In particular, the digital interface is for driving at least one complementary pair of first and second power elements connected in an inverter configuration between first and second voltage references. The digital interface may comprise a first input terminal for receiving a PWM input Signal, a first counter stage connected to the first input Terminal, and a second counter stage connected to an output of the first counter stage. A toggle stage may be connected to the first input terminal and to an output of the second counter stage. A first output terminal may be connected to an output of the toggle stage, and is to be connected to a control terminal of the first power element. A second output terminal may be connected to the output of the first counter stage for receiving a delayed PWM output signal therefrom, and is to be connected to a control terminal of the second power element. The toggle stage may generate a second PWM output signal for the first output terminal. The second PWM output signal may be kept at a desired low level in correspondence with switching of the PWM input signal having a lower duration than a predetermined duration.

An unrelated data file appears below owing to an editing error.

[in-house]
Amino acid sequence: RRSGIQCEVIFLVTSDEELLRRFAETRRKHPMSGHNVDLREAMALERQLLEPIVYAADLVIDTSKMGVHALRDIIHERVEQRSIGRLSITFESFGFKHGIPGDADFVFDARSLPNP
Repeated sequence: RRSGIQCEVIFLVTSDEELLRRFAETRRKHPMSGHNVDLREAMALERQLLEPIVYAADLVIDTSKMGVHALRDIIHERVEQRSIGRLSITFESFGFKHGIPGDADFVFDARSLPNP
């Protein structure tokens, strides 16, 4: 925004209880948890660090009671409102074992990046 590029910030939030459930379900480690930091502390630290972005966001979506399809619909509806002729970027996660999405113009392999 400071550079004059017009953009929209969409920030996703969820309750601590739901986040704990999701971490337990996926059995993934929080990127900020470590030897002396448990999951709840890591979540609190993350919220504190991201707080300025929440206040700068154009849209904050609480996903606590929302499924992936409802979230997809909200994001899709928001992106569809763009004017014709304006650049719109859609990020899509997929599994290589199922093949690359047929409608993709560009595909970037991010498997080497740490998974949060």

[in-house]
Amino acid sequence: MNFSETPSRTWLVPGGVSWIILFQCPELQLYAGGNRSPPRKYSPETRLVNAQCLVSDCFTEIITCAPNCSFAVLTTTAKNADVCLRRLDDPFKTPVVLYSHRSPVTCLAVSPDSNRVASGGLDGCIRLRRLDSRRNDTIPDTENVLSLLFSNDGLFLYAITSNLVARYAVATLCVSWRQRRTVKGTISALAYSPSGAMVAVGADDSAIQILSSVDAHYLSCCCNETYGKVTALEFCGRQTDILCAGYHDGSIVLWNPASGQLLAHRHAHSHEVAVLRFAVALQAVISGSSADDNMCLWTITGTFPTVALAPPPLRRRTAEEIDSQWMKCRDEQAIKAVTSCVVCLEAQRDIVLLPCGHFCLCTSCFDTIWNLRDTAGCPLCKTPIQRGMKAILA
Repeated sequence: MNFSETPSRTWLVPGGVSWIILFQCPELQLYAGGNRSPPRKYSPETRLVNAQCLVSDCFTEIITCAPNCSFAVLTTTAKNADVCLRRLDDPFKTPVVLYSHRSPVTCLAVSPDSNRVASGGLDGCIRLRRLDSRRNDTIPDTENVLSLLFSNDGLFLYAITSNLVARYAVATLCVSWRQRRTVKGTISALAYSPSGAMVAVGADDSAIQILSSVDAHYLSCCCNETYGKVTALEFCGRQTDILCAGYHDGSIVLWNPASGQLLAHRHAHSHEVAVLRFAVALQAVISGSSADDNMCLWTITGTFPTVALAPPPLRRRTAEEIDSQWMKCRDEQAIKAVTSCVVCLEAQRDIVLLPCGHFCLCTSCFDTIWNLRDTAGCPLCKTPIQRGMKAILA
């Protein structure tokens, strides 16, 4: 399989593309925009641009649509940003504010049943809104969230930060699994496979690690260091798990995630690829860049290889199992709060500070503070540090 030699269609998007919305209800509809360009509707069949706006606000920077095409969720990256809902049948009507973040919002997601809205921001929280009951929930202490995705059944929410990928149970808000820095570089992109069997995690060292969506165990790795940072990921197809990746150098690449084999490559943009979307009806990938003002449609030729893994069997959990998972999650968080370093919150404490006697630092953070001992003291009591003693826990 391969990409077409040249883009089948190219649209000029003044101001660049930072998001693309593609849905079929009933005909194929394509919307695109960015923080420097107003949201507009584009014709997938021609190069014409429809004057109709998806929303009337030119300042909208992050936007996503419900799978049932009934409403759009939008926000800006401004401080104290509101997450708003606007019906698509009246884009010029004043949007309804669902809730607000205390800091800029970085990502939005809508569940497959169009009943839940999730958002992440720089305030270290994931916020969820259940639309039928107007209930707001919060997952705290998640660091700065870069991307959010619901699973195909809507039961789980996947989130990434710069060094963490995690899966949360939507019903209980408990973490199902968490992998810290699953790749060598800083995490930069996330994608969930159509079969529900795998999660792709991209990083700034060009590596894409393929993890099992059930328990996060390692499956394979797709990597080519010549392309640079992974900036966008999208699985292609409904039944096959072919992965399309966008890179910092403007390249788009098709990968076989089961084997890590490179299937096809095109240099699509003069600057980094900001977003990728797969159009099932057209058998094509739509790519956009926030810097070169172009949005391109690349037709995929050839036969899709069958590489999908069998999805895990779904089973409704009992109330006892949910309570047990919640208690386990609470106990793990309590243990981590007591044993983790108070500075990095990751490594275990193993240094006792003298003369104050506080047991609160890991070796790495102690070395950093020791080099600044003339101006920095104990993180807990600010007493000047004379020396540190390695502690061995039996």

Another aspect of the present invention is directed to a control system for an electrical motor comprising a driving stage to be connected to the electrical motor and comprising a complementary pair of first and second power elements connected in an inverter configuration between first and second voltage references, and a digital interface connected to the driving stage as defined above.
The features and advantages of the interface according to the present invention will be apparent from the following description of an embodiment thereof given by way of a non-limiting example with reference to the attached drawings. In the drawings:
With reference to the drawings, and particularly to
The digital interface 10 comprises a first counter stage 11 and a second counter stage 12, as well as a toggle stage 13, all cascade connected to each other between the input terminal IN and the first output terminal Out neg.
The first counter 11 is connected to the input terminal IN from which it receives the signal PWM IN and to the set INS, reset INR and clock INC terminals, as well as connected to the second counter 12 for providing it with a first output signal PWM OUT. Advantageously, the first counter 11 is output connected to the second output terminal Out dir for providing it with the first output signal PWM OUT. The second counter 12 is input connected to the first counter 11 from which it receives the first output signal PWM OUT and to the set INS, reset INR and clock INC terminals. The second counter 12 is output connected to the toggle stage 13 for providing it with a delayed signal PWM DEL.